TBoned 2018 Toyota Corolla


#1

Greetings,

Wondering if you guy’s have any idea by looking at the picture of my vehicle if it’s totaled or not? It’s worth about $18,000 I’ve had it 3 months and it has a little over 12,000 miles on it. I was TBoned on Friday. The lady ran the red light going probably 45 mph. May have to zoom in if possible to see the damage!

Thanks in advance!!


#2

Yeah.

That’s totaled.

Tester


#3

They SHOULD total it but they wont…Repairing it will be expensive but not $18,000 expensive…If she was going 45, you would be dead…Did the airbag(s) deploy ?

If you raise hell about it, they might total it, but it’s still going to cost you money…They will sell it at an auction, it will be rebuilt and somebody will end up driving it…


#4

Well I’m going by what she said! She didn’t see the light and ran it. She thought she was going around 45. My airbags did not deploy, hers did. A picture of her car is attached.


#5

From a mechanical standpoint I’d say it was a total. From a financial standpoint it may not be.

Every state has varying laws regarding this. Here in OK if the repair costs meet or exceed 60% of the vehicle’s actual value the car can be declared a total. Your state may be different.

Actual value means the actual loan value of the car and in all honesty it’s probably not 18 grand.


#6

I suspect it won’t be totaled

And I’m only saying that because it’s a nearly new vehicle which is probably worth considerably more than the cost to fix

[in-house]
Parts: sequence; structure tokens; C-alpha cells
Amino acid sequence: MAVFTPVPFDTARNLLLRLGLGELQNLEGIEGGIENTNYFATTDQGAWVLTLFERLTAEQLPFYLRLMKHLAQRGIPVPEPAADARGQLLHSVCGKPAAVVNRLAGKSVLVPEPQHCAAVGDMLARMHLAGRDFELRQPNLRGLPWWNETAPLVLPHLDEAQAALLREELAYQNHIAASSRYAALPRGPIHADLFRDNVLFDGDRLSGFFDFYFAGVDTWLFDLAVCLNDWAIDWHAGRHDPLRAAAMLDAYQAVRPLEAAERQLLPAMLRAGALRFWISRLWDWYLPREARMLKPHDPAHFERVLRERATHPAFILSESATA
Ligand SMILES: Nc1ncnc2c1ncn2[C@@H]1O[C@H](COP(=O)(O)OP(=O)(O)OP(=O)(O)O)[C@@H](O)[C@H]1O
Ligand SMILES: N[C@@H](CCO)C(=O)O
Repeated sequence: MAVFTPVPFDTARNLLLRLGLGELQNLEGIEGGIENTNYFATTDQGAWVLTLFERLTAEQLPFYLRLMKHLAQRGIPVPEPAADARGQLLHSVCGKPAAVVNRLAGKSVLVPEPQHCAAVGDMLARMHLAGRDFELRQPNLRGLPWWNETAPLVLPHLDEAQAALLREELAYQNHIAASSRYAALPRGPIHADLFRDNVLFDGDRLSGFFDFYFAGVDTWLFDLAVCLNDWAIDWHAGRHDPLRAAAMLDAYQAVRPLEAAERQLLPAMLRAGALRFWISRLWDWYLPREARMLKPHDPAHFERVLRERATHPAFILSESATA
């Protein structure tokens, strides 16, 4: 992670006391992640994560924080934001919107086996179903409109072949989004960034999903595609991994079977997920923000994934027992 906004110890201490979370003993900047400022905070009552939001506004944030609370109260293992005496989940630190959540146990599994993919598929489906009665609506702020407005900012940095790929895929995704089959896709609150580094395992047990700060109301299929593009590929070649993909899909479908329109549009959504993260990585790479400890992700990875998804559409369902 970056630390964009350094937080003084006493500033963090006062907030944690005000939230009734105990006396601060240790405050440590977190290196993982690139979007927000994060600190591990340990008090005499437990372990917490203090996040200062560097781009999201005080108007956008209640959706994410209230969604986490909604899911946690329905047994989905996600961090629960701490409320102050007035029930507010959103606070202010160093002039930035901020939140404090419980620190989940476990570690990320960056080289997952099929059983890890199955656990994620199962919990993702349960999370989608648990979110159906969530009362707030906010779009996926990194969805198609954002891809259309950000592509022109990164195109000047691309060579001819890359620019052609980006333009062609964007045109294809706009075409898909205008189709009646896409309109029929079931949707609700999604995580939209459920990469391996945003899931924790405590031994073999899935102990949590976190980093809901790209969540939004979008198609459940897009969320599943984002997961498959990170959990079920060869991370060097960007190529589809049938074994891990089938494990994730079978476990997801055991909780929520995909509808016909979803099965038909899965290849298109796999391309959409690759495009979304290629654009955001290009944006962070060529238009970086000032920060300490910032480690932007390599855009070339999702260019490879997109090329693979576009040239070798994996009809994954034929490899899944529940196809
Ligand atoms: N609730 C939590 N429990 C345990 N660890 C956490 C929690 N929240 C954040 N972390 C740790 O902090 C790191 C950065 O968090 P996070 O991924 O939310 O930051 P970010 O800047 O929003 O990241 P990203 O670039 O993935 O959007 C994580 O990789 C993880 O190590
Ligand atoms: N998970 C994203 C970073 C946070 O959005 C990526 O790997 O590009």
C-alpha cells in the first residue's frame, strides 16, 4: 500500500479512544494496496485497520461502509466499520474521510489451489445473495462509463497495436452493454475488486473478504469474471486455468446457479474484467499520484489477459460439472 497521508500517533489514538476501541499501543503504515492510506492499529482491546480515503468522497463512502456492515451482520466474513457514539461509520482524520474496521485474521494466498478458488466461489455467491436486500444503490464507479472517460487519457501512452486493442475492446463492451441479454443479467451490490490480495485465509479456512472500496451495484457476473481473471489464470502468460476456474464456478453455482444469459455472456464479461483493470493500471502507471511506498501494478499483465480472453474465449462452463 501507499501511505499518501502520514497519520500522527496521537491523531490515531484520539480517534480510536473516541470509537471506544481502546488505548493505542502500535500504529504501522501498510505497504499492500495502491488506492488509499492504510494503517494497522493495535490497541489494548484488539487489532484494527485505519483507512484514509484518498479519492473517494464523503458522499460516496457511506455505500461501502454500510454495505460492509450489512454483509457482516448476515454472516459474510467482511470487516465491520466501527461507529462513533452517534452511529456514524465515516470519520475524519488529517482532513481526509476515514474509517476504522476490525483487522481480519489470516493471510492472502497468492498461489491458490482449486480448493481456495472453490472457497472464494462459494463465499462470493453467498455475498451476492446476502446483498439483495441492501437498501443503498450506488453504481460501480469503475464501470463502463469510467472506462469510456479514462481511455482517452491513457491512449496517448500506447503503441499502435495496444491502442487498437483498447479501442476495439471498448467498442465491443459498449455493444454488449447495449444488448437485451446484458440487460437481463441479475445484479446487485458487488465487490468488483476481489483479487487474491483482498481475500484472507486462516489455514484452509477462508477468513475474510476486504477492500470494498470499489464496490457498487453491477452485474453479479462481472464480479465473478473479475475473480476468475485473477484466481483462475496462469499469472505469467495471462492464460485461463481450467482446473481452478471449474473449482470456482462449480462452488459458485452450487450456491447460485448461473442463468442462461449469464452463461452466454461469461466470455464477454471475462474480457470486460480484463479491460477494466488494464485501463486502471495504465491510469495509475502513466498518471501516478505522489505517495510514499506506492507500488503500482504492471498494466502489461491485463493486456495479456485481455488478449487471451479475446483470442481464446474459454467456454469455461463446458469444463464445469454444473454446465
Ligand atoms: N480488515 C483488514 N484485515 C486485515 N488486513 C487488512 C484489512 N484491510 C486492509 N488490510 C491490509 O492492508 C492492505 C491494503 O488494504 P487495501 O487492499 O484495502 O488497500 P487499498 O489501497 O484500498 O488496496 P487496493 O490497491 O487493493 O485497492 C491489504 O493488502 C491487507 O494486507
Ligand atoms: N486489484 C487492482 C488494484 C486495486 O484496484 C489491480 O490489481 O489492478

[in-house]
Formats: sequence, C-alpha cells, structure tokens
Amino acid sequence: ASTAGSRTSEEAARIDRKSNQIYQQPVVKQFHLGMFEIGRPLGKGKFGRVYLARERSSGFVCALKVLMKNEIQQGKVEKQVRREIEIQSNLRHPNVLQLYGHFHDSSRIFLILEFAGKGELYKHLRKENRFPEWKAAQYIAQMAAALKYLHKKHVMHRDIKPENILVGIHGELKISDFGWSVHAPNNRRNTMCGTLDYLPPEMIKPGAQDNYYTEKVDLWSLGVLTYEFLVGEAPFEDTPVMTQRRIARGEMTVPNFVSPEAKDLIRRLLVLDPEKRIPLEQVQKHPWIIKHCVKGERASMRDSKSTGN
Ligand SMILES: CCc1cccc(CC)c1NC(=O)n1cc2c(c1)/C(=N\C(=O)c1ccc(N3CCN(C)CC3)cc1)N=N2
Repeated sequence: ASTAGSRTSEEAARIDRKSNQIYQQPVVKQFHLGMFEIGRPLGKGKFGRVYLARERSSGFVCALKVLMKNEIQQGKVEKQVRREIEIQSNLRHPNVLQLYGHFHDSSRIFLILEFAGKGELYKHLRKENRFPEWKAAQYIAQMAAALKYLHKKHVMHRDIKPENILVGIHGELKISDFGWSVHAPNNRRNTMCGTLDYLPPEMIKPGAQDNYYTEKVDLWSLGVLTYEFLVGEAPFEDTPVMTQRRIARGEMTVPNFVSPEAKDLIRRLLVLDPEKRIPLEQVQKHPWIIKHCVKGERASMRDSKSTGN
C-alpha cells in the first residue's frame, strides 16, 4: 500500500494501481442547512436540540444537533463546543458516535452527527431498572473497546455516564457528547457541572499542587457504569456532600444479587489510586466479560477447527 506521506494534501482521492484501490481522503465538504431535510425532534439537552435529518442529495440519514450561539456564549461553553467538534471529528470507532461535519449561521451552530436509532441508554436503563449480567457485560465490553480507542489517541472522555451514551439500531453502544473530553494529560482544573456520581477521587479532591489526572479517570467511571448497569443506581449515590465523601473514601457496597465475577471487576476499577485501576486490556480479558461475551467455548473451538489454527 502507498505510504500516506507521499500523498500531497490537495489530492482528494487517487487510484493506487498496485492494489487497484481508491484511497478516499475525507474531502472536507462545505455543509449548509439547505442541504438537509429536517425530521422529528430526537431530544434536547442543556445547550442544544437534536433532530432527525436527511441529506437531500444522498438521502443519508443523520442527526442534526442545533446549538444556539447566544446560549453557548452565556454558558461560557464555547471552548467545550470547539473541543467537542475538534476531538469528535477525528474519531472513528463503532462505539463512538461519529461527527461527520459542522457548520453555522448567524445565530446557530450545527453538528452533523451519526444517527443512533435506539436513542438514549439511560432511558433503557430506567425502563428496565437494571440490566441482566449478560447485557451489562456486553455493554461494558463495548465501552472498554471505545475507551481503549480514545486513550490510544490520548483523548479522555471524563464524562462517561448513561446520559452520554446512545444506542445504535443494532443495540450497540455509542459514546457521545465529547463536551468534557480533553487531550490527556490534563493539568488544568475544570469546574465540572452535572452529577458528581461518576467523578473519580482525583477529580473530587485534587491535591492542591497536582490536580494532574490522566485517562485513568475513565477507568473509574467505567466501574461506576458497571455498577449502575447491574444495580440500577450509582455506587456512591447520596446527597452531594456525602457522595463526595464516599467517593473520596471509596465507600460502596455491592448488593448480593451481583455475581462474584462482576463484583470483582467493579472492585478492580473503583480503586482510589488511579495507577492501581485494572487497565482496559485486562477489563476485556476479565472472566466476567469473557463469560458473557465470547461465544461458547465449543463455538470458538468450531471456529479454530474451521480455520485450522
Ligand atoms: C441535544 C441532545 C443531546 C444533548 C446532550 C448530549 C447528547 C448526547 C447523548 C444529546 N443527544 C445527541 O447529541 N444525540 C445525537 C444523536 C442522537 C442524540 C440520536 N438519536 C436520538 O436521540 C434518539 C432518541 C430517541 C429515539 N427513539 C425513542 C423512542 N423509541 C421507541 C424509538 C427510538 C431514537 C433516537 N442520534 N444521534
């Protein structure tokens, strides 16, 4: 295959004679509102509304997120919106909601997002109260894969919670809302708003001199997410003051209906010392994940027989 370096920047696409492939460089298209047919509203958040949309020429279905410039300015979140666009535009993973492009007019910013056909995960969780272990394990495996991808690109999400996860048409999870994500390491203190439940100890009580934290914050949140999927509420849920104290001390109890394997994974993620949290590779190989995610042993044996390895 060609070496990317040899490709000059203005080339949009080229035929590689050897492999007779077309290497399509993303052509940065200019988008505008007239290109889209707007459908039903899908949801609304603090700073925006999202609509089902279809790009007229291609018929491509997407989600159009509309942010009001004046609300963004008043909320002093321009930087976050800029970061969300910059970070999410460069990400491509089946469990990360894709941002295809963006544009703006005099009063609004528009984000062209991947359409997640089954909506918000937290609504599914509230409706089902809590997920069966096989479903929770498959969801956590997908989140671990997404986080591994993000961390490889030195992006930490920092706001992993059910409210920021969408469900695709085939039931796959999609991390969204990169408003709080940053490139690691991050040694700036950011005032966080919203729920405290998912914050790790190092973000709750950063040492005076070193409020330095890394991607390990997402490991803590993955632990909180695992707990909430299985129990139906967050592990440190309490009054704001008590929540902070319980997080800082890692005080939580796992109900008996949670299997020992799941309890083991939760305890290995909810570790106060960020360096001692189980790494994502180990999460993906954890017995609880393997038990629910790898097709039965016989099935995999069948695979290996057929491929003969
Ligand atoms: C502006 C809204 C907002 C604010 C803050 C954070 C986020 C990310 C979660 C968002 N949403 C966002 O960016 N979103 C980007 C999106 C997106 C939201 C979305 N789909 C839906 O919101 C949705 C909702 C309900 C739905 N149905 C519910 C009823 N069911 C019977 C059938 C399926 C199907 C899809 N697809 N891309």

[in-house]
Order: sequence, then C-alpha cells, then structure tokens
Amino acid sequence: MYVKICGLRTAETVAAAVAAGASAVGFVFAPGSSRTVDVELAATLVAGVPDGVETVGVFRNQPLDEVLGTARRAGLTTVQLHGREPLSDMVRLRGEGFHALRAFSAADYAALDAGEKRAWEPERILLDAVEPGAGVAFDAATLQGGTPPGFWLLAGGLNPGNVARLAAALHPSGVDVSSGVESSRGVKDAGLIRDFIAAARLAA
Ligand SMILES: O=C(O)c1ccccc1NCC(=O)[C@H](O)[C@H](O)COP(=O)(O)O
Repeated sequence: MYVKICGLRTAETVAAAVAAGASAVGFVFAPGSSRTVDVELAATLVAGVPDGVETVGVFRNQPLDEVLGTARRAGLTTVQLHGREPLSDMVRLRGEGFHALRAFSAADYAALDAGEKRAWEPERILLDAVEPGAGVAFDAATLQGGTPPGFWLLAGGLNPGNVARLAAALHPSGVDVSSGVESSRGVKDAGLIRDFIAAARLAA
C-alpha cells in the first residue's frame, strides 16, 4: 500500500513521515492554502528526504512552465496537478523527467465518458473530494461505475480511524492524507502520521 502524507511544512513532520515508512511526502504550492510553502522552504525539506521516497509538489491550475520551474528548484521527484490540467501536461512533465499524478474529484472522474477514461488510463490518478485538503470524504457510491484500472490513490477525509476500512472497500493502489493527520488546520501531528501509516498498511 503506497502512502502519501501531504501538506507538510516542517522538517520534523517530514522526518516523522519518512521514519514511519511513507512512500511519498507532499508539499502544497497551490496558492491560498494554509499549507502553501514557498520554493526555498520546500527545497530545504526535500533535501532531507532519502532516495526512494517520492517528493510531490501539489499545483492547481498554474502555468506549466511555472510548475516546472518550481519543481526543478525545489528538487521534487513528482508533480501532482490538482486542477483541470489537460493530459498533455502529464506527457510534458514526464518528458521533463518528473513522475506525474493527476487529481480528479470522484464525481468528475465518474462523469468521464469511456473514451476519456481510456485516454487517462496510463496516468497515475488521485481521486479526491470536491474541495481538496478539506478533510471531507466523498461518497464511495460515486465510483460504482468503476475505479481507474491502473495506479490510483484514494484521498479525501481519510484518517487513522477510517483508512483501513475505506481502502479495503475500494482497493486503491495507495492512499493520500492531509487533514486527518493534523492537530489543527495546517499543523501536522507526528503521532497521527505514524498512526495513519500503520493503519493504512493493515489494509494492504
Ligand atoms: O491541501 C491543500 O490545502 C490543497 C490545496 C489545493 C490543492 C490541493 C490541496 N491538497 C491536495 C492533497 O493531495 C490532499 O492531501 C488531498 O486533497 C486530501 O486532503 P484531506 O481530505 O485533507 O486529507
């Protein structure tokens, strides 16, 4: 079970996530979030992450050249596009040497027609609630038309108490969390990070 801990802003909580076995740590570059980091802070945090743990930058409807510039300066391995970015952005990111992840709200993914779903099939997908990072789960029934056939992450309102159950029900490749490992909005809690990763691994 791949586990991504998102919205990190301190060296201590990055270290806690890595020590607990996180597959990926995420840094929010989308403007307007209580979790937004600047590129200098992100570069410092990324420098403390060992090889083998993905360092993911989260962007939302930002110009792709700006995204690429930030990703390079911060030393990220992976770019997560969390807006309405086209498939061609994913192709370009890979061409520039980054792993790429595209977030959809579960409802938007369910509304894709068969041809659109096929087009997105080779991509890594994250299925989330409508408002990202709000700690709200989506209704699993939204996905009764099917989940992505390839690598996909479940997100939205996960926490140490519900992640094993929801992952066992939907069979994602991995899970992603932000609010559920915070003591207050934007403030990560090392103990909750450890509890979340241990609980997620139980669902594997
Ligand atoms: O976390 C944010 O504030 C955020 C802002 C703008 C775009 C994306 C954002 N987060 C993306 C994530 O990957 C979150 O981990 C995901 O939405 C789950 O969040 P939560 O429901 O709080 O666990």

#7

Update:

So I have just spoke with my insurance company (esurance) she opened the claim and entered all the info. The computer system they use told her that the vehicle could be repaired and she set it up to be towed in the morning to the body shop for cost to repair the vehicle. She said the vehicle would not cost more than the fair market value to fix the vehicle (how she knows this I have no clue.) But I’m not really going for it. I guess we’ll find out tomorrow.


#8

How do you figure?

It’s not your call to make


#9

Meaning them saying they can fix the vehicle based on a computer program they use!


#10

The Mustang is probably totaled, but your car is definitely repairable for way less than $18000. It doesn’t look too bad from the picture, and probably still runs and drives fine.


#11

Camaro… :smile:

I suspect some chassis damage also because the front wheel appears to have a fair amount of negative camber in it. Once suspension parts start getting tweaked it’s difficult to tell where the damage stops.


#12

Hey, hey, heyyy… not Mustang, the car is a Camaro. Mustang drivers cause enough accidents at Cars and Coffee, no need to pile on! :smile:


#13

“She didn’t see the light” = “She was texting”

Best of luck. I have to say I’m impressed by the apparent minimal-to-no passenger compartment intrusion on your car, considering the damage to the Camaro.


#14

I doubt they total it. You are using your inurance company, which is good. They represent you, and are not spending their money, as they will bill the other company. You might be out your collision deductible until the claim is settled.
The estimate will go up as they remove sheet metal and assess the damage to the unibody. My 1 year old Acura was hit hard in the rear and shoved into the car in front of it, then hit again. I went through my insurance carrrier and told them I would not be upset if they totalled it. They did. The adjustor got to 60% of repacement cost and quit writing, as there was still more damage.